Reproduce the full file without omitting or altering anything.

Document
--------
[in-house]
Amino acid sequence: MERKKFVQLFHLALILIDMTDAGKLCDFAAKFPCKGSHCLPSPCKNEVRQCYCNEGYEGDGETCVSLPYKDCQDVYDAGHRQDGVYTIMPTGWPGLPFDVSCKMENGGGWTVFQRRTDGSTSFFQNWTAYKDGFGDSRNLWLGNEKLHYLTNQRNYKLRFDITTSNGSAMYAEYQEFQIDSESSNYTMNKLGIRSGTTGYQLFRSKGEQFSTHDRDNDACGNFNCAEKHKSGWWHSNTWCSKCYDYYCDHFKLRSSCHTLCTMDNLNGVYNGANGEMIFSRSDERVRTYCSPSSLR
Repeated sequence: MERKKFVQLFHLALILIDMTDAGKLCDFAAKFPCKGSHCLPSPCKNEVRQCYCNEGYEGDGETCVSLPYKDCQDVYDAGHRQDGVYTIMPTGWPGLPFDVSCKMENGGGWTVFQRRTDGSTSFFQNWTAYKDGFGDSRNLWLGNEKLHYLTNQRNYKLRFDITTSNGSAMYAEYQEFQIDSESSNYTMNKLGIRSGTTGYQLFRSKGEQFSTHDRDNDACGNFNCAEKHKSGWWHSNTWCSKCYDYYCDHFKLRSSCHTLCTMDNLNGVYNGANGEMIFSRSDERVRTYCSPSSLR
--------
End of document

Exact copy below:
[in-house]
Amino acid sequence: MERKKFVQLFHLALILIDMTDAGKLCDFAAKFPCKGSHCLPSPCKNEVRQCYCNEGYEGDGETCVSLPYKDCQDVYDAGHRQDGVYTIMPTGWPGLPFDVSCKMENGGGWTVFQRRTDGSTSFFQNWTAYKDGFGDSRNLWLGNEKLHYLTNQRNYKLRFDITTSNGSAMYAEYQEFQIDSESSNYTMNKLGIRSGTTGYQLFRSKGEQFSTHDRDNDACGNFNCAEKHKSGWWHSNTWCSKCYDYYCDHFKLRSSCHTLCTMDNLNGVYNGANGEMIFSRSDERVRTYCSPSSLR
Repeated sequence: MERKKFVQLFHLALILIDMTDAGKLCDFAAKFPCKGSHCLPSPCKNEVRQCYCNEGYEGDGETCVSLPYKDCQDVYDAGHRQDGVYTIMPTGWPGLPFDVSCKMENGGGWTVFQRRTDGSTSFFQNWTAYKDGFGDSRNLWLGNEKLHYLTNQRNYKLRFDITTSNGSAMYAEYQEFQIDSESSNYTMNKLGIRSGTTGYQLFRSKGEQFSTHDRDNDACGNFNCAEKHKSGWWHSNTWCSKCYDYYCDHFKLRSSCHTLCTMDNLNGVYNGANGEMIFSRSDERVRTYCSPSSLR